Snow and Ash: ‘Miracle’ No One Killed in Rare Colorado Winter Forest Fire


Dec.31 (Reuters) – Colorado officials on Friday said it was a “miracle” that no deaths were reported in a rare urban forest fire that moved at breakneck speed through cities across the country. north of Denver, destroying more than 1,000 homes.

The blaze was caused by gusts of wind of 105 miles per hour (169 km per hour), which caused flames to leap over highways and entire neighborhoods on Thursday, authorities said. The winds created a mosaic burn pattern that saw untouched houses stand next to those left in ashes.

Officials said on Friday that the winds had calmed down and snow was coming, and that they did not expect the blaze to pose any more danger.

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Jennifer Balch, director of the University of Colorado Earth Lab whose research focuses on the ecology of fire, lives a few miles from the fire area and said the blaze was shocking for many reasons. She went for a walk on Friday morning, trying to get a better vantage point to see the damage from the fire.

“I could smell smoke and snowflakes hitting my cheeks. The ‘winter forest fires’ should be an oxymoron. We should not be dealing with forest fires in late December,” she said. declared.

Part of the story, Balch said, has to do with climate change. A very wet spring allowed more herbs to grow this year, which turned into highly combustible fuel during the hottest fall on record in the region amid a severe drought.

But she said population growth in Boulder County in recent years has meant more homes are being built in areas increasingly prone to wildfires.

The blaze swept around 6,000 acres in just hours, destroyed at least 500 homes and could have burned as many as 1,000, authorities said. Six people were treated for injuries Thursday and the blaze is largely contained, with only a few smoldering spots.

Homes damaged from wind-blown grass fires are seen in Harper Lake, Louisville, Colorado, the United States on December 31, 2021, in this still image obtained from social media video . Twitter / @ jpleggett / via REUTERS

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“We could have our own New Year’s miracle in our hands, if it confirms that there has been no loss of life,” Governor Jared Polis said at a press briefing.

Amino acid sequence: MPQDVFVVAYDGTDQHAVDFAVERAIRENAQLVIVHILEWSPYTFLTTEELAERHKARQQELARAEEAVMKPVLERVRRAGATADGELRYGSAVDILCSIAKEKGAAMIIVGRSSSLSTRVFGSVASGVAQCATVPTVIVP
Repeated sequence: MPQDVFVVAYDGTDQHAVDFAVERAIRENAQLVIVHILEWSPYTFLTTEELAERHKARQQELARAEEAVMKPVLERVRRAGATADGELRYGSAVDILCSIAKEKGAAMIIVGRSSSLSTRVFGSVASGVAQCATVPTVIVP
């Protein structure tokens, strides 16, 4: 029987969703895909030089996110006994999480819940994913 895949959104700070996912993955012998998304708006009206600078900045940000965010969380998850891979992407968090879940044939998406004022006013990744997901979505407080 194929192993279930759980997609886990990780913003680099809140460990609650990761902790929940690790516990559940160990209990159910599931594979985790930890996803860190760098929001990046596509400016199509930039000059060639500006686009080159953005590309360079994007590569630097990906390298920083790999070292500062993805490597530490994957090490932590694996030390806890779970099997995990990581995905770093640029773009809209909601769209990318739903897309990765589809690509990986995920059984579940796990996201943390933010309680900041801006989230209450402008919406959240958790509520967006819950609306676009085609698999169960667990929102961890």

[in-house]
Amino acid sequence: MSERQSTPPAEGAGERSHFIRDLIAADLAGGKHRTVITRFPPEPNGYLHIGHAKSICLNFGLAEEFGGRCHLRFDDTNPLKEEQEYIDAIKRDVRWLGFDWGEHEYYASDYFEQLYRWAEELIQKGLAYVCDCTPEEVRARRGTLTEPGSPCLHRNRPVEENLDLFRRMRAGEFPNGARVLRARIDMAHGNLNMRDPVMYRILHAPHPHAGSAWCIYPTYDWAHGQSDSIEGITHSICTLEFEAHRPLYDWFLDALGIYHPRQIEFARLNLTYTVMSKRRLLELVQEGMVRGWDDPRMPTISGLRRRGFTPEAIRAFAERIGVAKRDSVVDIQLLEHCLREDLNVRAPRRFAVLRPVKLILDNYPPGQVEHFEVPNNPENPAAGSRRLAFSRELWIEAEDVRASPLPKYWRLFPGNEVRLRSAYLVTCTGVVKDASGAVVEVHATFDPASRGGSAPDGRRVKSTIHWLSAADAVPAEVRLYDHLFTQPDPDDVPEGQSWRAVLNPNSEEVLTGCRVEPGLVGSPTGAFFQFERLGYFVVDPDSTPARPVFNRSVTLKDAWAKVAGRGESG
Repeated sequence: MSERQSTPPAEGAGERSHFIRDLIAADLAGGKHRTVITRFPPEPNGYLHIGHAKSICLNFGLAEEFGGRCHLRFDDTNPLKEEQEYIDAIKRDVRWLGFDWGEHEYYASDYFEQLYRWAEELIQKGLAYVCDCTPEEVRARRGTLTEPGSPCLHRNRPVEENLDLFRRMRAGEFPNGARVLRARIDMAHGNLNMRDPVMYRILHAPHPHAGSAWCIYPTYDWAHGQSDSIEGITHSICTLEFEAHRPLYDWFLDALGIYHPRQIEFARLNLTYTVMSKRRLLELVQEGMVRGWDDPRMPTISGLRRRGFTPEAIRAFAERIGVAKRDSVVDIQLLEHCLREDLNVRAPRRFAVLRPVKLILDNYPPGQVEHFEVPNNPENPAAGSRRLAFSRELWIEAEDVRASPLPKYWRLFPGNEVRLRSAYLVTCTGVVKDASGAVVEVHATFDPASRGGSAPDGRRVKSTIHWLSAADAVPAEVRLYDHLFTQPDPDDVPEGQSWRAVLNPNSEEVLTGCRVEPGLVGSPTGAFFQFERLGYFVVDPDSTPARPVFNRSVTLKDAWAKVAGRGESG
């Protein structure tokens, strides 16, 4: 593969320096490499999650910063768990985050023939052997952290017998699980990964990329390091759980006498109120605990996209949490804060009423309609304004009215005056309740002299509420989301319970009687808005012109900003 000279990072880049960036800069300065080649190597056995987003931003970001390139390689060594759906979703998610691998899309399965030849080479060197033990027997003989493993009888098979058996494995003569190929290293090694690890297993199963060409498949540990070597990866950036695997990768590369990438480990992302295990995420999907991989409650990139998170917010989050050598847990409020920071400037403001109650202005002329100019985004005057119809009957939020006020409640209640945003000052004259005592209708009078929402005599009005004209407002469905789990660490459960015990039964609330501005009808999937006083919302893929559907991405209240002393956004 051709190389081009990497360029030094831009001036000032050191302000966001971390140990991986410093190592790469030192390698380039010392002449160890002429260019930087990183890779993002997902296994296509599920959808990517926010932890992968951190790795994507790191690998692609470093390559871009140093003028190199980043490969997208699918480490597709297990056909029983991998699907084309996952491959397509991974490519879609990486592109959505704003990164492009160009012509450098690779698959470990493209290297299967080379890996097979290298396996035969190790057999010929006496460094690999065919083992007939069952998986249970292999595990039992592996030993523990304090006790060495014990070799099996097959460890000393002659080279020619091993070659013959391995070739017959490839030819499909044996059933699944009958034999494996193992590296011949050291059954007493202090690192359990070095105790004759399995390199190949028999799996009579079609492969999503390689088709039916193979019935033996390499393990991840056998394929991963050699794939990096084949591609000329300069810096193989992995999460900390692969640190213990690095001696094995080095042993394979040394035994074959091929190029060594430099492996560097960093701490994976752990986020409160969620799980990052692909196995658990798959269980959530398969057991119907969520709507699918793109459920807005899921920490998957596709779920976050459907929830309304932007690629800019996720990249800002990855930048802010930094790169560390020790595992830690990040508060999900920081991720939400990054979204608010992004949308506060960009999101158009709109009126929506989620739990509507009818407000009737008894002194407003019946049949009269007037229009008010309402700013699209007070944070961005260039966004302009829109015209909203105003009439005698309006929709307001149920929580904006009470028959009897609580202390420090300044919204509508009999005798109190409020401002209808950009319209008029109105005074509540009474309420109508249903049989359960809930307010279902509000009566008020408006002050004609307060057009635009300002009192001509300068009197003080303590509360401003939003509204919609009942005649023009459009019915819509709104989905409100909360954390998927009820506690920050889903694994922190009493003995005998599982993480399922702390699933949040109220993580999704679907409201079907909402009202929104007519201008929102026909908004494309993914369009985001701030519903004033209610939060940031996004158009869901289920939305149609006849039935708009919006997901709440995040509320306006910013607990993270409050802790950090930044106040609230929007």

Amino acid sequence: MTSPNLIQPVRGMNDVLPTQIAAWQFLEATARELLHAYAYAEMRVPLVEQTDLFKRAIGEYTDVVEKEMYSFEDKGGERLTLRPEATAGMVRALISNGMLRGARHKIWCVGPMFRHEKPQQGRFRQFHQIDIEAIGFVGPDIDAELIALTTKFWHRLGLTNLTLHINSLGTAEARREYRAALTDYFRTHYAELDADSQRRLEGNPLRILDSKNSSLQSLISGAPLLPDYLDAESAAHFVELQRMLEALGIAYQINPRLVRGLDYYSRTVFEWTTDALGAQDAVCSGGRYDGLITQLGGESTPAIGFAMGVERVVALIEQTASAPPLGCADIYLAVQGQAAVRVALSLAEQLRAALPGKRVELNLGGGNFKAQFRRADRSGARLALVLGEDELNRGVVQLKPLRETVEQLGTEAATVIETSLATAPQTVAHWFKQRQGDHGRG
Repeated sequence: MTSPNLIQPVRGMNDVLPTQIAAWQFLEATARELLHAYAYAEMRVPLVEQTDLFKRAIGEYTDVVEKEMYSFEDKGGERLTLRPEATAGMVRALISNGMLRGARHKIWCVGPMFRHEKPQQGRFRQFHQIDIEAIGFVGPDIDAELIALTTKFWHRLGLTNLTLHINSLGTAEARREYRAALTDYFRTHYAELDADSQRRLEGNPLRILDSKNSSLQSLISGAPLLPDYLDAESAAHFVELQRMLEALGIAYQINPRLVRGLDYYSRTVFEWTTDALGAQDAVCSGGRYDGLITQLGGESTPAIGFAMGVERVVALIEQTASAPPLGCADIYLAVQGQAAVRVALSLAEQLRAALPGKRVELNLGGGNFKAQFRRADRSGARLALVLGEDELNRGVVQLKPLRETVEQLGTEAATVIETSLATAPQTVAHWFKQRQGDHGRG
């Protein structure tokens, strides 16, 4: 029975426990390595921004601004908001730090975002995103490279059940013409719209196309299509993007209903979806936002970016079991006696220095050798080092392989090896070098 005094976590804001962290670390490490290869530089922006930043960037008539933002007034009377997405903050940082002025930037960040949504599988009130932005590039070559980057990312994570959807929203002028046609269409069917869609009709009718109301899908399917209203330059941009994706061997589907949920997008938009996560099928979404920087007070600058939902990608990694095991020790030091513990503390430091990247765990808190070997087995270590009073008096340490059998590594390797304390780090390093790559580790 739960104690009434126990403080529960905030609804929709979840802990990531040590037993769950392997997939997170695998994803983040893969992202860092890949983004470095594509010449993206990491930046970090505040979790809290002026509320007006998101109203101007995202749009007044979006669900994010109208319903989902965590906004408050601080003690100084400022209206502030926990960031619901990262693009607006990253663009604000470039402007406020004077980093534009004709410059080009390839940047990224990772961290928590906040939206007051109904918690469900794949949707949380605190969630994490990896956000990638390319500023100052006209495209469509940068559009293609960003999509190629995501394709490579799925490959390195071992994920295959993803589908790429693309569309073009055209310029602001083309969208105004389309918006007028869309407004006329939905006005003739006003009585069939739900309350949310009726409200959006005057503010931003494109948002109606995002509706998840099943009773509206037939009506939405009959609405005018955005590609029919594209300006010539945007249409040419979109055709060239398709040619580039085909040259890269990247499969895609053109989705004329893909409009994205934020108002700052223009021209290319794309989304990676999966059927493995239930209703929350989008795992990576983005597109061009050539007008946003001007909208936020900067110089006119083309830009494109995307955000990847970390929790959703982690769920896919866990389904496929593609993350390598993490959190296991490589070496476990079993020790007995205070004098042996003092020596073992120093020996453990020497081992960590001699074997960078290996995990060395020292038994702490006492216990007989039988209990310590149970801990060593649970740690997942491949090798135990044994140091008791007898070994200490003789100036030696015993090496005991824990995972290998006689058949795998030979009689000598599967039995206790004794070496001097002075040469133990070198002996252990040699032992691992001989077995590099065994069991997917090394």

Boulder County Sheriff Joe Pelle said at the same briefing that no deaths had been reported so far and no one was missing.

Videos posted to social media showed frantic scenes as people shopping or dining in rushed to flee when flames lit against the buildings they were in.

Polis said he spoke to US President Joe Biden, who verbally endorsed a major disaster declaration to help people get financial assistance quickly after the fire.

The wildfire injured at least half a dozen people and evacuated tens of thousands of residents in and around two towns east of the Rockies near Denver. read more The origin of the wildfires has not been confirmed but was suspected to be power lines, officials said.

On Thursday, evacuation orders were first issued for all residents of the city of Superior, Colorado, with a population of approximately 13,000, and shortly thereafter for the adjacent municipality of Louisville, home to more of 18,000 inhabitants.

An entire subdivision of 370 homes caught fire west of Superior, and 210 homes were lost in Superior Old Town, along with additional residences in the area. The property losses also included a shopping center and a hotel in Superior, officials said.

Six people were treated for injuries from the wildfires at nearby UCHealth Hospital in Broomfield, spokeswoman Kelli Christensen said Thursday. She declined to specify the nature of the injuries or the condition of the patients.

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Reporting by Brad Brooks in Lubbock, Texas; Additional reporting by Kanishka Singh in Bangalore; Editing by Grant McCool and Lisa Shumaker

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